Transcranial electrical currents to probe EEG brain rhythms and memory consolidation during sleep in humans

Lisa Marshall*, Roumen Kirov, Julian Brade, Matthias Mölle, Jan Born

*Corresponding author for this work
120 Citations (Scopus)


Previously the application of a weak electric anodal current oscillating with a frequency of the sleep slow oscillation (~0.75 Hz) during non-rapid eye movement sleep (NonREM) sleep boosted endogenous slow oscillation activity and enhanced sleep-associated memory consolidation. The slow oscillations occurring during NonREM sleep and theta oscillations present during REM sleep have been considered of critical relevance for memory formation. Here transcranial direct current stimulation (tDCS) oscillating at 5 Hz, i.e., within the theta frequency range (theta-tDCS) is applied during NonREM and REM sleep. Theta-tDCS during NonREM sleep produced a global decrease in slow oscillatory activity conjoint with a local reduction of frontal slow EEG spindle power (8-12 Hz) and a decrement in consolidation of declarative memory, underlining the relevance of these cortical oscillations for sleep-dependent memory consolidation. In contrast, during REM sleep theta-tDCS appears to increase global gamma (25-45 Hz) activity, indicating a clear brain state-dependency of theta-tDCS. More generally, results demonstrate the suitability of oscillating-tDCS as a tool to analyze functions of endogenous EEG rhythms and underlying endogenous electric fields as well as the interactions between EEG rhythms of different frequencies.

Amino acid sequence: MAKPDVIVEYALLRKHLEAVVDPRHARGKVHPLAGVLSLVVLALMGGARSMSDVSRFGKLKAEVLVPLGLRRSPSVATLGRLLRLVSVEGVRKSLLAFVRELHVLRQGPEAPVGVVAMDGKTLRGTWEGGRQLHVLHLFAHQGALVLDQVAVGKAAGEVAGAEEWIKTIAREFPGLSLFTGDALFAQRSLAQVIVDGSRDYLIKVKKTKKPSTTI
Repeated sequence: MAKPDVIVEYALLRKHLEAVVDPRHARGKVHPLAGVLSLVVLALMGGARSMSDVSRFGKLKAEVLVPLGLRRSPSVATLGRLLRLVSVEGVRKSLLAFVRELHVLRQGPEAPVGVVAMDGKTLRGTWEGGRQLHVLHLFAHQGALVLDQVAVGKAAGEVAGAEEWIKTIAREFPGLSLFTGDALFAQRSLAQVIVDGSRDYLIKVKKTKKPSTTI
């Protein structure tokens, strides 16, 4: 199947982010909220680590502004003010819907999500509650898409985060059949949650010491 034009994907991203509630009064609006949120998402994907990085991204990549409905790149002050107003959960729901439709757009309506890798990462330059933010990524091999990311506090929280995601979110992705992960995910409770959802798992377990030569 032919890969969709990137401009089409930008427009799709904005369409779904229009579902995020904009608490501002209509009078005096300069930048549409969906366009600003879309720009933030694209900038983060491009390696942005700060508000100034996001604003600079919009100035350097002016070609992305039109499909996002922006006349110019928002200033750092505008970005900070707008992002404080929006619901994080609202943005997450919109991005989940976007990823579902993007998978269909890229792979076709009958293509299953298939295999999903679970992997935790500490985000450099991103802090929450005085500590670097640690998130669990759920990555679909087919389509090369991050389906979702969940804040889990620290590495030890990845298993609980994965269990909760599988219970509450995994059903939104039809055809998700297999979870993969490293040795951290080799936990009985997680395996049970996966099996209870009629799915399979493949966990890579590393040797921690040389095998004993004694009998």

Original languageEnglish
Article numbere16905
JournalPLoS ONE
Issue number2
Publication statusPublished - 2011


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